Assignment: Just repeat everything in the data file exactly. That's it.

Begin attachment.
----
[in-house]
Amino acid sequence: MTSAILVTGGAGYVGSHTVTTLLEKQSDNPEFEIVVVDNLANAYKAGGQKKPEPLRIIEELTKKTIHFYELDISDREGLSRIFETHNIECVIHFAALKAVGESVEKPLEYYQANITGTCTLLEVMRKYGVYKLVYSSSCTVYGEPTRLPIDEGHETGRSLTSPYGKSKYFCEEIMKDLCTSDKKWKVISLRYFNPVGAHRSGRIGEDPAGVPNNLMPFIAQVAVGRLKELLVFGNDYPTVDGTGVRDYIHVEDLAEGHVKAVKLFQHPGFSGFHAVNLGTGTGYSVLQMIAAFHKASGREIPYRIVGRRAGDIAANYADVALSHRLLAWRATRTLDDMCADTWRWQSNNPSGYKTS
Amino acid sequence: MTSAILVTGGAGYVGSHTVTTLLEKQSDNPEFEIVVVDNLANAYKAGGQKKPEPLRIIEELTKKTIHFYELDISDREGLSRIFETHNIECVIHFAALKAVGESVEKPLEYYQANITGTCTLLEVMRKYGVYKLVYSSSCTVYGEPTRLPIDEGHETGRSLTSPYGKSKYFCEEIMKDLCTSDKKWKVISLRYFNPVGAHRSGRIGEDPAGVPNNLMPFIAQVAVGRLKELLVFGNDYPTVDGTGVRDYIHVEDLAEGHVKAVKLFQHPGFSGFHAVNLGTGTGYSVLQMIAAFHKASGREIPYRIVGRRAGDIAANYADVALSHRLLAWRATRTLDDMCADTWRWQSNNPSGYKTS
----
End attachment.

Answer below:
[in-house]
Amino acid sequence: MTSAILVTGGAGYVGSHTVTTLLEKQSDNPEFEIVVVDNLANAYKAGGQKKPEPLRIIEELTKKTIHFYELDISDREGLSRIFETHNIECVIHFAALKAVGESVEKPLEYYQANITGTCTLLEVMRKYGVYKLVYSSSCTVYGEPTRLPIDEGHETGRSLTSPYGKSKYFCEEIMKDLCTSDKKWKVISLRYFNPVGAHRSGRIGEDPAGVPNNLMPFIAQVAVGRLKELLVFGNDYPTVDGTGVRDYIHVEDLAEGHVKAVKLFQHPGFSGFHAVNLGTGTGYSVLQMIAAFHKASGREIPYRIVGRRAGDIAANYADVALSHRLLAWRATRTLDDMCADTWRWQSNNPSGYKTS
Amino acid sequence: MTSAILVTGGAGYVGSHTVTTLLEKQSDNPEFEIVVVDNLANAYKAGGQKKPEPLRIIEELTKKTIHFYELDISDREGLSRIFETHNIECVIHFAALKAVGESVEKPLEYYQANITGTCTLLEVMRKYGVYKLVYSSSCTVYGEPTRLPIDEGHETGRSLTSPYGKSKYFCEEIMKDLCTSDKKWKVISLRYFNPVGAHRSGRIGEDPAGVPNNLMPFIAQVAVGRLKELLVFGNDYPTVDGTGVRDYIHVEDLAEGHVKAVKLFQHPGFSGFHAVNLGTGTGYSVLQMIAAFHKASGREIPYRIVGRRAGDIAANYADVALSHRLLAWRATRTLDDMCADTWRWQSNNPSGYKTS